Buick has finally perfected its large sedan formula, but is it too little, too late?
When you look at the , what do you see? A fine premium/luxury sedan that lures some business away from foreign brand competition, or a dated large cruiser that’s more appealing to grandpa, who recently relocated to a new condo in Florida? Unfortunately, it’s the latter answer that, unfortunately, is more common. As we’ve stated regarding the LaCrosse’s competitors in this week’s series, the large front-wheel drive sedan does not have a bright future, despite the fact that today’s offerings are truly excellent cars.
In fact, they offer a lot for the money and the is no exception. The first generation LaCrosse hit the market for 2005, but it was really nothing more than a heavily restyled Chevrolet Impala. It served as a replacement for the Century and Regal. Remember, this was GM pre-bankruptcy, so the overall level of build quality and refinement isn’t what it is today. But still, the first generation LaCrosse was a step in the right direction for Buick, which at the time lacked identity. That all changed when the all-new, second generation LaCrosse arrived for 2010. It was unlike any previous Buick from the past few decades and signaled the start of a new era for the brand.
Built on a then all-new platform, also shared with the Cadillac XTS, the new LaCrosse was more upmarket than its predecessor, featuring an entirely new design language inside and out. Honestly, it was hard to believe a modern day Buick could look this good. Not only did this LaCrosse appeal to Buick’s loyal customers, it also found some new business, such as those who cross-shopped with the Toyota Avalon and Lexus ES 350. Of course the LaCrosse was no sport sedan (it still isn’t), but it still incorporated a number of new technologies, such as new front suspension design and a mild hybrid version.
The sales figures easily warranted a successor, which arrived for the 2017 model year and is still on sale today. Once again, it rides on a new and lighter platform, now shared with the Chevrolet Impala. It’s larger than its predecessor and further refined. The rear seat is also larger than before, an important factor for many buyers. Once again, it ain’t no sports sedan, but Buick does now offer an optional adaptive suspension package, including 20-inch wheels. Still a highway cruiser at heart, this $1,625 package enables the LaCrosse to handle a twisty mountain road without spilling over the edge (it weighs around 3,700 pounds).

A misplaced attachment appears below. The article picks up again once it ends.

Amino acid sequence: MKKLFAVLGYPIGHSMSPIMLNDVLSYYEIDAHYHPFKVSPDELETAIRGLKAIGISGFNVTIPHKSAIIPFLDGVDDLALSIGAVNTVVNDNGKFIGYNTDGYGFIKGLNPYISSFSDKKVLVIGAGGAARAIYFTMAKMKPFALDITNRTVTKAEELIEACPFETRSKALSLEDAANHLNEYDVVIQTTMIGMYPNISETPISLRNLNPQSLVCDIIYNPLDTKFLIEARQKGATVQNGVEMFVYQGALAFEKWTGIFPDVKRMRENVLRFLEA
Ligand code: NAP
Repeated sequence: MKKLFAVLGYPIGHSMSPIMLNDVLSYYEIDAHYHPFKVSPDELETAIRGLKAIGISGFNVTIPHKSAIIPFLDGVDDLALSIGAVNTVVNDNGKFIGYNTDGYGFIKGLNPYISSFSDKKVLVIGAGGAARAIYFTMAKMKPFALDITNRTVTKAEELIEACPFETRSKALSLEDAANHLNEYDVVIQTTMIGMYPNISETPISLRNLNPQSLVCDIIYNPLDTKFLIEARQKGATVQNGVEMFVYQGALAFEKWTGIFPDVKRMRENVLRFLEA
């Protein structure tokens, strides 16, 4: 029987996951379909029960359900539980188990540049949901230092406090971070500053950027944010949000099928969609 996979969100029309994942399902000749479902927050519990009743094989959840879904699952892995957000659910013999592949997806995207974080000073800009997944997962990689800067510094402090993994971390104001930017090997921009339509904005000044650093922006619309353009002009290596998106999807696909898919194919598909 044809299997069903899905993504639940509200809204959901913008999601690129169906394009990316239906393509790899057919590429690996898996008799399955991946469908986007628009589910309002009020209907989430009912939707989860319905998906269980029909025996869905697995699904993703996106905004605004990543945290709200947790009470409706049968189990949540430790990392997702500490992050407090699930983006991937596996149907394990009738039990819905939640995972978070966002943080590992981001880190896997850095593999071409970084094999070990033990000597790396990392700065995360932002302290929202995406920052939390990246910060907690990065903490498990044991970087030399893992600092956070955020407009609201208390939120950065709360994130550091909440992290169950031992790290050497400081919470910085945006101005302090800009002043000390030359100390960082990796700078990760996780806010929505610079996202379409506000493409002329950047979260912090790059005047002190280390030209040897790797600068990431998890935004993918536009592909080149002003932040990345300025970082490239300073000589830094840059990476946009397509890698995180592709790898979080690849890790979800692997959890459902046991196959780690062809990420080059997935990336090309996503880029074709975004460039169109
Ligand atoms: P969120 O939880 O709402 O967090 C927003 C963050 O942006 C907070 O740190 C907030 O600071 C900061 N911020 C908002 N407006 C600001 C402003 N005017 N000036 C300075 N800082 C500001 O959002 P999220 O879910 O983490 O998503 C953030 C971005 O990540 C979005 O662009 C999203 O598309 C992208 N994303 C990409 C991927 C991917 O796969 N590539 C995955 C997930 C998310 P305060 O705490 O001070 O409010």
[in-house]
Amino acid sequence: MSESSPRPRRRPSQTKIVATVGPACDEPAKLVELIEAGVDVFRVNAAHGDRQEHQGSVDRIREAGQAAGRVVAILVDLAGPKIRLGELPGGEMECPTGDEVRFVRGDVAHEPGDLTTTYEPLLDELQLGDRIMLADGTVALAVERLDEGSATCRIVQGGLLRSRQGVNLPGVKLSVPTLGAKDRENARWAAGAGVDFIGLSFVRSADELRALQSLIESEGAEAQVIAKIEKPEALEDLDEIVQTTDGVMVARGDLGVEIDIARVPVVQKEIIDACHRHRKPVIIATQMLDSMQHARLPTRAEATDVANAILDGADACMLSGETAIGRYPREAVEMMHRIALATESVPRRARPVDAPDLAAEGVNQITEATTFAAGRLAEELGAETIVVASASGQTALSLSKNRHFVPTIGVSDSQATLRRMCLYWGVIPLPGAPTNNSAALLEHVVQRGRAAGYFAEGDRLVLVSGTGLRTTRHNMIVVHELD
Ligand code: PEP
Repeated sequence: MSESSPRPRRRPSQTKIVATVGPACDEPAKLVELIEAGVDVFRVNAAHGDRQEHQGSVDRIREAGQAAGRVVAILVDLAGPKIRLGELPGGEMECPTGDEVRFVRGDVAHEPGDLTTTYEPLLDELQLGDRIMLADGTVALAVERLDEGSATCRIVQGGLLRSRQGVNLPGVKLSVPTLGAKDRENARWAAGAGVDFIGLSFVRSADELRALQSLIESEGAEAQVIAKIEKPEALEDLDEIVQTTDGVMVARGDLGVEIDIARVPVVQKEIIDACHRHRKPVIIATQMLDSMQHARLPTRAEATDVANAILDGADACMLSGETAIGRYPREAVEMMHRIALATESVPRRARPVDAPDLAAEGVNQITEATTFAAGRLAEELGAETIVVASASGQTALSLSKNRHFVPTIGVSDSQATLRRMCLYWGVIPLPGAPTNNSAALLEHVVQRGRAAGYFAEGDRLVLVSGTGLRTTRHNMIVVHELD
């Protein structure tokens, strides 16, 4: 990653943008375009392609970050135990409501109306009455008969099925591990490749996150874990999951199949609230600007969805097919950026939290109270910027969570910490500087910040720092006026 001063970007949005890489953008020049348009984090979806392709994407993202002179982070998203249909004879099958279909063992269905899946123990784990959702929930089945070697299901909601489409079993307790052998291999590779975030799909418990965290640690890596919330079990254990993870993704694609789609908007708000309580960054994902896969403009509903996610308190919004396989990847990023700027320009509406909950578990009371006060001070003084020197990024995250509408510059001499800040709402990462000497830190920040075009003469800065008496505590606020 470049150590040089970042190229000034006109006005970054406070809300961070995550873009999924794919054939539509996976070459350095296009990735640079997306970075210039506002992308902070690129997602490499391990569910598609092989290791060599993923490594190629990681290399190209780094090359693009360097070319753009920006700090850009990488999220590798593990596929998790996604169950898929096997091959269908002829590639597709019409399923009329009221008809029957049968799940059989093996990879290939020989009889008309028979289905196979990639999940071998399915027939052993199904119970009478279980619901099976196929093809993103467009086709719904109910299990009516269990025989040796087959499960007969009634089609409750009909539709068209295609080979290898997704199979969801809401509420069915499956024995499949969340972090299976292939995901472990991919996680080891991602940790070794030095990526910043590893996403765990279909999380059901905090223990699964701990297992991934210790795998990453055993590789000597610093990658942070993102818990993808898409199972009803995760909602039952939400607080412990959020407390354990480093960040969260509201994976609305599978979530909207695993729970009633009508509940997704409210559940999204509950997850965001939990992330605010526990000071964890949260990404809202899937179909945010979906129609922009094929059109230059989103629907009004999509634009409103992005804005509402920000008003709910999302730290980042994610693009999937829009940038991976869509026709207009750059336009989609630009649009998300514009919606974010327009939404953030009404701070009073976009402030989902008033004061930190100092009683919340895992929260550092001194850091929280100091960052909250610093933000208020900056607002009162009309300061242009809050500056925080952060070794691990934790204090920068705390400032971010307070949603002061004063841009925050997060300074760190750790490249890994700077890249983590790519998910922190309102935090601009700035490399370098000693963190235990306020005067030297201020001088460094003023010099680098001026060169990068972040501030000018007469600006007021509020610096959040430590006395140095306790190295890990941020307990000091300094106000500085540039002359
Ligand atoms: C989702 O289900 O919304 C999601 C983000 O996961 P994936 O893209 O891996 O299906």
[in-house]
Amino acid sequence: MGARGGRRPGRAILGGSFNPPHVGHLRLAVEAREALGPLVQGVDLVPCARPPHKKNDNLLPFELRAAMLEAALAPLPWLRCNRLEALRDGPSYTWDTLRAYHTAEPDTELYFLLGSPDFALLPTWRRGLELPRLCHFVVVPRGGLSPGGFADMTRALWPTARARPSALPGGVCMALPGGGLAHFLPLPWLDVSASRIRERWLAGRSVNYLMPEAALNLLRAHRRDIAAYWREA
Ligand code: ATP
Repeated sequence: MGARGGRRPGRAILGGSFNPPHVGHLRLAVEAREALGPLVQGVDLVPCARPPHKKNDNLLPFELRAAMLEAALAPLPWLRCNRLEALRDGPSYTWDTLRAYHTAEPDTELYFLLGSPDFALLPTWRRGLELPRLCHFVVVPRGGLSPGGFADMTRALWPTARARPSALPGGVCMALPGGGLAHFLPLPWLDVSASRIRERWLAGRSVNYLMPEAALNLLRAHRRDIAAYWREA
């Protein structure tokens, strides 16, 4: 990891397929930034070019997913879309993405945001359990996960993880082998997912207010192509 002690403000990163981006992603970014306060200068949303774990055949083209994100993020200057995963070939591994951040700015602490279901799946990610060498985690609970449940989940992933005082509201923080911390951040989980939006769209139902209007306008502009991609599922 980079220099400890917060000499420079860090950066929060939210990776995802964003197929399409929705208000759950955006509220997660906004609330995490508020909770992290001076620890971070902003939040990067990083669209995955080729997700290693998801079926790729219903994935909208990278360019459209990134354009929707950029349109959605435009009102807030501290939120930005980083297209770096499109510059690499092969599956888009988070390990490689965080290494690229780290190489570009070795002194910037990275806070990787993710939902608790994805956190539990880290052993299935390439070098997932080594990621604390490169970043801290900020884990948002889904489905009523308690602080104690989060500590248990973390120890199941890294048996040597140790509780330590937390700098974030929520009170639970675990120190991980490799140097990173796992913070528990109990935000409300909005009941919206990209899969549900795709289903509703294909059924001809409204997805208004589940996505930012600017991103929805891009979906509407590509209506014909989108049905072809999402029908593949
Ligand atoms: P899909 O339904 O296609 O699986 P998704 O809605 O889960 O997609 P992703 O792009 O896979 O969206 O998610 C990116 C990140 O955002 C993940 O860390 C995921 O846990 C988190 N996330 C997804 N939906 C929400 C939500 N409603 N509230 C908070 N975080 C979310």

If your budget allows, get the better suspension because without it the LaCrosse is still a big old sedan without much driving personality. There is an all-wheel drive version, available exclusively with the Premium trim, which adds another $2,200 to the price. Under the hood, all LaCrosse variants are powered by GM’s competent 3.6-liter V6, good for 310 hp and 282 lb-ft of torque. Power is directed to the front (or all) wheels through a nine-speed automatic. Design wise, we like the exterior overall, but still think Buick could have pushed things further than it did. That’s not to say it’s a bad looking car, but considering the Avalon received a fairly dramatic redesign, the LaCrosse does sort of aim for the plain vanilla crowd.
Fortunately, there’s still a lot of chrome touches and a handsome character line that arches upwards at the rear wheels. Inside you’ll find a good-looking, though not ground breaking, design. There’s greater use of soft touch materials than previously, and real wood trim is optional. We particularly like the 8-inch frameless touchscreen, home to GM’s latest infotainment technology, which is a huge improvement over previous versions. Another bonus: Apple CarPlay and Android Auto are standard. Pricing? Darn reasonable. A 2018 LaCrosse begins at $29,565, while a will ring up the total to around $53,000.
Quite a price range, we know, but that’s what Buick was aiming for: a LaCrosse for many budgets. The larger issue at hand for Buick is dwindling sales, but of course you knew that already. In 2010, 61,178 LaCrosse sedans were sold, and sales have decreased every year since then. Despite last year’s complete redesign, only 20,161 were sold. Compared to this time last year, the numbers are a bit better, but it’s still too early to tell where things will end up come next December 31. And it’s kind of a shame, really. As soon as Buick finally nails its highly-regarded large sedan formula, the segment appears to be disappearing.
Fortunately for Buick, it’s preparing itself already for this likely event, thanks to its three-model crossover lineup that continues to draw old and new customers into showrooms.